UN calls for disbanding of Hizbullah

Report also favors clear demarcation of Syria-Lebanon border.

By NATHAN GUTTMAN
April 20, 2006 02:40
1 minute read.
UN calls for disbanding of Hizbullah

hizbullah 88. (photo credit: )

 
X

Dear Reader,
As you can imagine, more people are reading The Jerusalem Post than ever before. Nevertheless, traditional business models are no longer sustainable and high-quality publications, like ours, are being forced to look for new ways to keep going. Unlike many other news organizations, we have not put up a paywall. We want to keep our journalism open and accessible and be able to keep providing you with news and analyses from the frontlines of Israel, the Middle East and the Jewish World.

As one of our loyal readers, we ask you to be our partner.

For $5 a month you will receive access to the following:

  • A user experience almost completely free of ads
  • Access to our Premium Section
  • Content from the award-winning Jerusalem Report and our monthly magazine to learn Hebrew - Ivrit
  • A brand new ePaper featuring the daily newspaper as it appears in print in Israel

Help us grow and continue telling Israel’s story to the world.

Thank you,

Ronit Hasin-Hochman, CEO, Jerusalem Post Group
Yaakov Katz, Editor-in-Chief

UPGRADE YOUR JPOST EXPERIENCE FOR 5$ PER MONTH Show me later Don't show it again

A new UN report calls for the disbanding of Hizbullah and for setting clear borders between Lebanon and Syria. UN Secretary-General Kofi Annan said in the report, compiled by envoy Terje Roed-Larsen, that it was now time for Syria to hold a dialogue with Lebanon over exchanging embassies and marking the border between the two countries. The report, which was prepared as a follow-up to Security Council Resolution 1559, which called for Syrian forces to leave Lebanon, tries to make Syria play a positive role in building the new Lebanon and at the same time urges the Lebanese government to dismantle Hizbullah. In the report, Annan addresses the dispute over the Shaba Farms area on the Golan Heights, which Hizbullah says is Lebanese land occupied by Israel. The group has made this small strip of land their primary justification for continuing attacks on Israel since the IDF withdrew from southern Lebanon in 2000. The UN report accepts the Israeli claim that the Shaba Farms were taken from Syria and are therefore an Israeli-Syrian issue, not an Israeli-Lebanese one. "Its current status as Israeli-occupied Syrian territory, does, however, remain valid unless and until the governments of Lebanon and Syria take steps under international law to alter that status," Annan said in the report, first obtained by the Reuters news agency. The report stresses the need for Syria and Lebanon to demarcate their 250-km. long border and to establish normal diplomatic relations. It also discusses the extensive Syrian involvement in Lebanese politics. Roed-Larsen wrote that 11 members of the Lebanese parliament told him Syria had threatened them to get them to vote for pro-Syrian president Emil Lahoud for a third term. The US does not see Lahoud as a legitimate leader and is channeling its relations with Beirut through Lebanese Prime Minister Fouad Siniora, who visited the White House on Tuesday. President George W. Bush told Siniora the US "supports a free and independent and sovereign Lebanon."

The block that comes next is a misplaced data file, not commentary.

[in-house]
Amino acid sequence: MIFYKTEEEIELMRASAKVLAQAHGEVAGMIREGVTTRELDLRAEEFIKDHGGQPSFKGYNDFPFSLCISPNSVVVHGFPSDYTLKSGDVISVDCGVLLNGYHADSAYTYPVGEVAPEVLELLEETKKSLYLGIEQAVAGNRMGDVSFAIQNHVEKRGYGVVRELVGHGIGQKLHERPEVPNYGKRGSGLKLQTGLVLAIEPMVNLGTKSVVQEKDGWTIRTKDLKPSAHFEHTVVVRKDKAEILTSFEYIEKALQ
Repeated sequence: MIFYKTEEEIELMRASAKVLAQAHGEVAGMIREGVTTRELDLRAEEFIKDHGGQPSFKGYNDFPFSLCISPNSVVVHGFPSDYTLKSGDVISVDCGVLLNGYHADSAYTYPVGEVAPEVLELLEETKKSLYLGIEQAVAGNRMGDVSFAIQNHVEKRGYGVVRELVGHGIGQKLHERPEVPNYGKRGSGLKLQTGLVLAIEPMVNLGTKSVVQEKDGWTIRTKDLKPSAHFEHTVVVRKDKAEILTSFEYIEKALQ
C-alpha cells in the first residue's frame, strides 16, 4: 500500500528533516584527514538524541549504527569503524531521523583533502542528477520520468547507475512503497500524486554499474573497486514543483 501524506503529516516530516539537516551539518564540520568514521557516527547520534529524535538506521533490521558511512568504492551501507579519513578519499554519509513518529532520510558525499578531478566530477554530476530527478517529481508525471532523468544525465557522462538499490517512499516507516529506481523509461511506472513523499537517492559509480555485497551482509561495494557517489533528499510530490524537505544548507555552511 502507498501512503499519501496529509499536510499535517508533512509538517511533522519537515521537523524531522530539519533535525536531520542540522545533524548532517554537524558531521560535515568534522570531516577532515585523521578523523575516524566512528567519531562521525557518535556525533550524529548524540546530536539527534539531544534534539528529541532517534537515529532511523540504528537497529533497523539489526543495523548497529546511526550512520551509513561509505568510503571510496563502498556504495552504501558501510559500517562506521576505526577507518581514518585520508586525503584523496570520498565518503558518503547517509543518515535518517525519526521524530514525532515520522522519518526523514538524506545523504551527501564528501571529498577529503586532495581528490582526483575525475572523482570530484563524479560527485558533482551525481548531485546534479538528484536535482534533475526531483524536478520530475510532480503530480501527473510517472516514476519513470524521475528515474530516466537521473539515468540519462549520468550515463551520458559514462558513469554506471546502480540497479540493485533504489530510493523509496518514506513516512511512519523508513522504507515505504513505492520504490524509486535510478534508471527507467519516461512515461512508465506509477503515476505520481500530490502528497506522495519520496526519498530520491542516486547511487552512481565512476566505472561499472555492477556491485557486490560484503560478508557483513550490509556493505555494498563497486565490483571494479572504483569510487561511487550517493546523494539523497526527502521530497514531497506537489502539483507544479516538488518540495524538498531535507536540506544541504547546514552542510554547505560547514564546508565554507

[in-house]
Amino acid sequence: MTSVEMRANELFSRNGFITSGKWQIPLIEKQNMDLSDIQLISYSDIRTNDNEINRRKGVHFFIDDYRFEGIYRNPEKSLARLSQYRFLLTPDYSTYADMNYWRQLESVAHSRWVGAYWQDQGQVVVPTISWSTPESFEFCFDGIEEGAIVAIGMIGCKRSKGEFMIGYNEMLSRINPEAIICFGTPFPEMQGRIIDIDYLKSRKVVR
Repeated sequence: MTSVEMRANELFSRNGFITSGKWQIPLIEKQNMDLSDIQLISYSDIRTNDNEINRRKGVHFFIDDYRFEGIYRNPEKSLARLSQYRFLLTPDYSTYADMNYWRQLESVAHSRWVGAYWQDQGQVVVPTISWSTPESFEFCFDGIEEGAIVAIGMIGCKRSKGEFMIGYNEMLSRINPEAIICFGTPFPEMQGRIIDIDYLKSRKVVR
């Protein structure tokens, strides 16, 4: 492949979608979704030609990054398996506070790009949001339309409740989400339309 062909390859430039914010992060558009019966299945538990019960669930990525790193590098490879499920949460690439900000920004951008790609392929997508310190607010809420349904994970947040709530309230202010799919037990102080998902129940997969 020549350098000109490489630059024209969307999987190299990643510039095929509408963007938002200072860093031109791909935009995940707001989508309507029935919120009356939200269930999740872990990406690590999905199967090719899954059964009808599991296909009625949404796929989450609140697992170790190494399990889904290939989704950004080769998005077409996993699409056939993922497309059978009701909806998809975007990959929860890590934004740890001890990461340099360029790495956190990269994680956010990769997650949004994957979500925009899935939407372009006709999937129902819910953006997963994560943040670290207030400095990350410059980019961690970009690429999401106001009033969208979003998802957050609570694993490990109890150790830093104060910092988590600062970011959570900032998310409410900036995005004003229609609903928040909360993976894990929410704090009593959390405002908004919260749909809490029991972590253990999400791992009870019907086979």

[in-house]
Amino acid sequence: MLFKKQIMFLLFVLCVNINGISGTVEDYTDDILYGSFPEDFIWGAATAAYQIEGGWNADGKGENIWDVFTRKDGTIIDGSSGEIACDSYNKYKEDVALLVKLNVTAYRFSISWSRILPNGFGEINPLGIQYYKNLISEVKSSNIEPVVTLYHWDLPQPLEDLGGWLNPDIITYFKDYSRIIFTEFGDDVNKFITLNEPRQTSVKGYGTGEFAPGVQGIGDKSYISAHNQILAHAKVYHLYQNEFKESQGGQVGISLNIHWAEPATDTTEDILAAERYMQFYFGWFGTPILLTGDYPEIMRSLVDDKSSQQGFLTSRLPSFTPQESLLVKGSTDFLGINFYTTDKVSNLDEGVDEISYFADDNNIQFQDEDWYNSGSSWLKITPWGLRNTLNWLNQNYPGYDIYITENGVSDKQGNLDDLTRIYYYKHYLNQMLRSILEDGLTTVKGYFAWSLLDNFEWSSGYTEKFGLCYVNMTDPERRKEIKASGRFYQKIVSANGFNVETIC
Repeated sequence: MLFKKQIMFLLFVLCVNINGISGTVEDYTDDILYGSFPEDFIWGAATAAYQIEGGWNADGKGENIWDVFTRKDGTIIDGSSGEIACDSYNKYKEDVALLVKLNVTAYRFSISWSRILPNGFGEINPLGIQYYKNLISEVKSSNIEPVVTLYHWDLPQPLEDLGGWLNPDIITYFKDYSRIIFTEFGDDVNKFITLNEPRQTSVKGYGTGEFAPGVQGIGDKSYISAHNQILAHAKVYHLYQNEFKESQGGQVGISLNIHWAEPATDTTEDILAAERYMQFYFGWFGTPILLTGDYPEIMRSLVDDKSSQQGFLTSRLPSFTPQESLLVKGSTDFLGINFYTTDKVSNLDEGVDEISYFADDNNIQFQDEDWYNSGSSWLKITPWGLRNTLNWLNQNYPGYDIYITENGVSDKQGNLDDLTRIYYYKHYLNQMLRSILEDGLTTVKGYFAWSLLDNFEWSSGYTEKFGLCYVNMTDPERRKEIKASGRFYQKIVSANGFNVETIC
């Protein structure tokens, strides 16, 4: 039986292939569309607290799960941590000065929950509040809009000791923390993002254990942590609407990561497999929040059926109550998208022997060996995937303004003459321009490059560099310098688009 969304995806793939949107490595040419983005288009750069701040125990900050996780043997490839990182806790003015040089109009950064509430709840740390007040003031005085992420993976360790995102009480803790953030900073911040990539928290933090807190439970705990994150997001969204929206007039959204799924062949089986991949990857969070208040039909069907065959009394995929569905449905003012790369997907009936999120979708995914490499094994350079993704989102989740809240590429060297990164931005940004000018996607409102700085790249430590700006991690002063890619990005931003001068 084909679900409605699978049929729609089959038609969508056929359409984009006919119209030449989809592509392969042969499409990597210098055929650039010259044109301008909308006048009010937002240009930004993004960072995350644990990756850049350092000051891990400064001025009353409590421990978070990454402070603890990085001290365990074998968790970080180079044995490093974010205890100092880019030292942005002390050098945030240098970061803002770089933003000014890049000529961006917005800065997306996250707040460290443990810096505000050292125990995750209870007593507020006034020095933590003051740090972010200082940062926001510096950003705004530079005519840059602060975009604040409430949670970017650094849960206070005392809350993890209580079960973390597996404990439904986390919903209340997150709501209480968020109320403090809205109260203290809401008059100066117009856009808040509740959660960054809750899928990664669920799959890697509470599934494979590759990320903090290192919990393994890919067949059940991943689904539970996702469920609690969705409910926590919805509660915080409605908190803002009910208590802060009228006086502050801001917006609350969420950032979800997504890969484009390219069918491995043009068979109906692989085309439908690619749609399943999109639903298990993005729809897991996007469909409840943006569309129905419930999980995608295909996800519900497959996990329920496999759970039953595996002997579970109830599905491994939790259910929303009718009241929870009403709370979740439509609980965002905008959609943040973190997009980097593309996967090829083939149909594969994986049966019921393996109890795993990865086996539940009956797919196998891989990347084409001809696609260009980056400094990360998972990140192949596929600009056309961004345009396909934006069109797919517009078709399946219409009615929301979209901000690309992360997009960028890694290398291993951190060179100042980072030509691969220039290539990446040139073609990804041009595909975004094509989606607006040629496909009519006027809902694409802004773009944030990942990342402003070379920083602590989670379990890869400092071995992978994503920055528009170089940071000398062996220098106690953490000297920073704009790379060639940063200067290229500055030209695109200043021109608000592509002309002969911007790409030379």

Related Content

Tamir Naaman-Pery, an 18-year-old cellist from the Kamon moshav, in Young Musicians Eurovision 2018
August 19, 2018
Israel takes a shot at another Eurovision title

By AMY SPIRO